Roaring River Falls
This water fall is in the Cedar Grove area on the south side of the main road beyond the campgrounds toward the Road’s End. A small parking lot right after a bend in the road is a bit hard to see from the west, but worth a stop. As its name suggests, this was a roaring fall with plenty of water coming through. We stopped in the morning on our way out, but if you were in the mood to wait the light would change during the day.
Zumwalt Meadow Walk
Along the road toward Road’s End from Cedar Grove is the Zumwalt Meadow. A parking lot at one end gives access to a nice trail which crosses the river and leads around the meadow to end at the Road’s End parking lot. The trail is flat and well maintained. In places it even is “paved” with wooden decking with seating areas that extend into the meadow. The trail does continue in a loop around the entire meadow as well, but that portion was closed during our visit.
The meadow is to be looked at and admired, but not walked through. The area is a habitat for animals and a wetland area that is easily disrupted by walking humans, so the trail keeps you out of that. Even still the views from the trail are great. Since it is a wetland area, be ready for bugs. Clouds of gnats followed us during much of the walk. Ahh nature.
Mist Falls Trail Aborted Attempt
Mist Falls was one of the trails that I was interested in hiking during our visit here. I found it during some research and it looked easy enough, steep-ish in places but not impossible. We parked at the Road’s End lot (great name) and ate lunch, then headed past the tiny ranger station out into the woods following signs toward Mist Falls. Maybe it was just normal tiredness from not sleeping or some memory of the “steep” of Vernal Falls at Yosemite, but we felt burned out from about 15minutes of walking and turned back.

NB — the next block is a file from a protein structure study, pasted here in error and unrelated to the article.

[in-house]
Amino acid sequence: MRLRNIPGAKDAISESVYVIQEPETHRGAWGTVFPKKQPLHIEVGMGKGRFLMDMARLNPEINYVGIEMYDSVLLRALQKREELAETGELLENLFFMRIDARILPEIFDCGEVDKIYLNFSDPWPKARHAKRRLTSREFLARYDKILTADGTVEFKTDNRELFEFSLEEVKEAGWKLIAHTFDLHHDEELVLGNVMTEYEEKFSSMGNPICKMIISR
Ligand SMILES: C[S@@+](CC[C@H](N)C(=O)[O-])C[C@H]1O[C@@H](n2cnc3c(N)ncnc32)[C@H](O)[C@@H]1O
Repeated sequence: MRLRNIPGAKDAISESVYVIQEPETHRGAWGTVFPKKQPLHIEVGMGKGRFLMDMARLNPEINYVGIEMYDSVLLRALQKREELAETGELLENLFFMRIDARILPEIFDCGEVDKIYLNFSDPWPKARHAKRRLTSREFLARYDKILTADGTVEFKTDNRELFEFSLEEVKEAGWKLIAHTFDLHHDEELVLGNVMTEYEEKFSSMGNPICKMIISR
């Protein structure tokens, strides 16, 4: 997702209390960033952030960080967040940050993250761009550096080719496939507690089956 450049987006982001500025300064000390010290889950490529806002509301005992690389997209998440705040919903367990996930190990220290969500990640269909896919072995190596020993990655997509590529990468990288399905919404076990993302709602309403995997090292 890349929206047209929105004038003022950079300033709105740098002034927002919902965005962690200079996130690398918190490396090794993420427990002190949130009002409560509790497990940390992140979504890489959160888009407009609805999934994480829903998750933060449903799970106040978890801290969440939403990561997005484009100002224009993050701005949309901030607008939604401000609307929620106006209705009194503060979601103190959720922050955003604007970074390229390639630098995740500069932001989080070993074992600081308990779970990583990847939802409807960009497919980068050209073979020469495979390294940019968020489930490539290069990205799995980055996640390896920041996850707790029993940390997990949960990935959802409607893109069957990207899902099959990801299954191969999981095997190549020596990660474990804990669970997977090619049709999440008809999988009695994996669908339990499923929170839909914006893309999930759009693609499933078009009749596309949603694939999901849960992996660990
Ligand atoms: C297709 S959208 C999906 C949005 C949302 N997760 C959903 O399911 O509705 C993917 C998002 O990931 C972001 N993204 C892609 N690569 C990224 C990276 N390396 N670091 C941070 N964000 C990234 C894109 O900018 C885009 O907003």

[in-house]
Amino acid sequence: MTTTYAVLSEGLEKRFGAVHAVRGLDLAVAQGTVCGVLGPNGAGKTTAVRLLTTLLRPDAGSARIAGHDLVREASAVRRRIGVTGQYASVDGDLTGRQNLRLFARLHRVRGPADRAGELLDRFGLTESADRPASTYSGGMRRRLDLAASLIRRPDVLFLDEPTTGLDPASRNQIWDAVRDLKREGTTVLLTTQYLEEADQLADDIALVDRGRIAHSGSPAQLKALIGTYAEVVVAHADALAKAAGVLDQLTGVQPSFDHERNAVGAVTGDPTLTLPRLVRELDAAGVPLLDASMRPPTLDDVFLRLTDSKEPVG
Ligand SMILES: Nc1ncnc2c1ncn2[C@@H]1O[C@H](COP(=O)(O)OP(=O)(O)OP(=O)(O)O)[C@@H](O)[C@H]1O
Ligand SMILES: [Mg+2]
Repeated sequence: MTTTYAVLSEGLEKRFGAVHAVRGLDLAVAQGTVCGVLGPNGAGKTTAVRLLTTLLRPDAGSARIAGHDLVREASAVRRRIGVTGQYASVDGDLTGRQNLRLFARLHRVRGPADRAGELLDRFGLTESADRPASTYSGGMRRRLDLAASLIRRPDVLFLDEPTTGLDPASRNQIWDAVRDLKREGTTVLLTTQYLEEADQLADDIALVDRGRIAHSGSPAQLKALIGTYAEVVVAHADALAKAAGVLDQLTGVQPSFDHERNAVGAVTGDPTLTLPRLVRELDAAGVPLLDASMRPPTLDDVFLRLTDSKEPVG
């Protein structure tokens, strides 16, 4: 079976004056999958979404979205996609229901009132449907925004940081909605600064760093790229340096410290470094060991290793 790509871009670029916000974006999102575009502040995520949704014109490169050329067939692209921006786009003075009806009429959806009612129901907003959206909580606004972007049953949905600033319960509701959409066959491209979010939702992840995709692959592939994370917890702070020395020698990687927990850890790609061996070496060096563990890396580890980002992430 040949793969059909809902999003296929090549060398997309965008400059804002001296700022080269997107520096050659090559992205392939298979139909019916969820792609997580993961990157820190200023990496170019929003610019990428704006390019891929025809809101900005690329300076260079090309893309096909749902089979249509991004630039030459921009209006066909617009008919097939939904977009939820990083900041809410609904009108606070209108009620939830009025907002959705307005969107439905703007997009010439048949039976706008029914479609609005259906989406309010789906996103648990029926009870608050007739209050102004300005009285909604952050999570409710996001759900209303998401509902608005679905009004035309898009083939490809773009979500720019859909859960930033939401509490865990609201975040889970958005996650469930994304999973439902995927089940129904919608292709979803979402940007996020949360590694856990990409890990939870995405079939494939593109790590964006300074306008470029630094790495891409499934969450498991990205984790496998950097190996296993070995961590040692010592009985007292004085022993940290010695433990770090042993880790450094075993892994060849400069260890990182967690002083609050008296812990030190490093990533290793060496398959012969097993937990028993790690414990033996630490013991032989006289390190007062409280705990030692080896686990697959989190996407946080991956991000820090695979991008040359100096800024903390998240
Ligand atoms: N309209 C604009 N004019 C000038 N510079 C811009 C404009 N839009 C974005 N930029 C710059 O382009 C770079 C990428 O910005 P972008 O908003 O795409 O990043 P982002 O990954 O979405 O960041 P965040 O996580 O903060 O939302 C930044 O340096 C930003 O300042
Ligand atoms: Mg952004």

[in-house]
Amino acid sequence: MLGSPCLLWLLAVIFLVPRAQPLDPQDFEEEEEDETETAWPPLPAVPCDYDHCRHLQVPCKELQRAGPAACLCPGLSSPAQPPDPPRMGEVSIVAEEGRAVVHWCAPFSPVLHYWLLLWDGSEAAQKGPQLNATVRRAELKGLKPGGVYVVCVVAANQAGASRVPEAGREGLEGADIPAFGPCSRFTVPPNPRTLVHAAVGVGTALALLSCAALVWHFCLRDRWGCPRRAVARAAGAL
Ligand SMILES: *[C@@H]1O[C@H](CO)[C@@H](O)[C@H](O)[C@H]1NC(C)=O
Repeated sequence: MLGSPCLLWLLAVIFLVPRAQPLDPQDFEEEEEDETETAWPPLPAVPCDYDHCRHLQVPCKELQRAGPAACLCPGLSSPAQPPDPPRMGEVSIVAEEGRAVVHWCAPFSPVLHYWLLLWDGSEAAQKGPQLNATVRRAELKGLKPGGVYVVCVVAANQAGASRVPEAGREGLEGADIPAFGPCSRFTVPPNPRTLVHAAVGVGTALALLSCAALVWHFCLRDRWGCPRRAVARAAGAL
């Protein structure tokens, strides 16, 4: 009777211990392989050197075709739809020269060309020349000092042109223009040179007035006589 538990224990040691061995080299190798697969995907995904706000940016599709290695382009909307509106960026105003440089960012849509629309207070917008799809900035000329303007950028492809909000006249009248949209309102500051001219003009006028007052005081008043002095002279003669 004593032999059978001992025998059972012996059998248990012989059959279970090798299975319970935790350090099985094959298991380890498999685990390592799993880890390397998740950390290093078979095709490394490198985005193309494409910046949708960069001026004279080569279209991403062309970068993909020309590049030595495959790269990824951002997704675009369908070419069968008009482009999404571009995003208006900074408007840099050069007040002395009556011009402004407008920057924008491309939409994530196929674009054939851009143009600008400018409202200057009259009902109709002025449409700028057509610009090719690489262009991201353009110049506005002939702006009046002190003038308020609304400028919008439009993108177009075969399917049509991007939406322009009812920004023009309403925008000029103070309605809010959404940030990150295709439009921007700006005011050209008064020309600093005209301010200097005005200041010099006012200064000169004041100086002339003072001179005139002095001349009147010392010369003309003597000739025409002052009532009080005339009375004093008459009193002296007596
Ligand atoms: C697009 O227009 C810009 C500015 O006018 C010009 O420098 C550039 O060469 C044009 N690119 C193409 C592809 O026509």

There were plenty of people around, so it is a popular trail, but it still felt more like a way through the woods than some of the more “formal” trails we had seen. It does look like a nice walk, so definitely check it out if your hiking ability is above ours.
There were supposed to be a few other trails around Road’s End, but despite signs, we were stymied. Oh well, it is all still really pretty. The trees snuggle the parking lot and mountains loom above.
The drive from Grant Grove to Cedar Grove along Highway 180 is supposed to be about 45 minutes, but it took us well over and hour both in and out of the park. First off, the roads are steep. The highway has both ups and downs, so you get steep no matter which direction you are driving. More importantly though, there are plenty of pullouts. Many of them are only easily accessible from one side of the road or the other. Pulling across traffic to park or get back on the road isn’t much fun on such windy roads.
The landscape of the canyon changes along the route. The redish rock is quite common, but in places you drive around a bend and get a grand vista of dark gray or even green rock sticking from the hill. Canyon vistas open up from even a half mile of driving, so it is worth checking out a number of the overlooks. Junction View about 2/3 of the way from Cedar Grove on the way out is a sweeping view of the two canyons meeting up.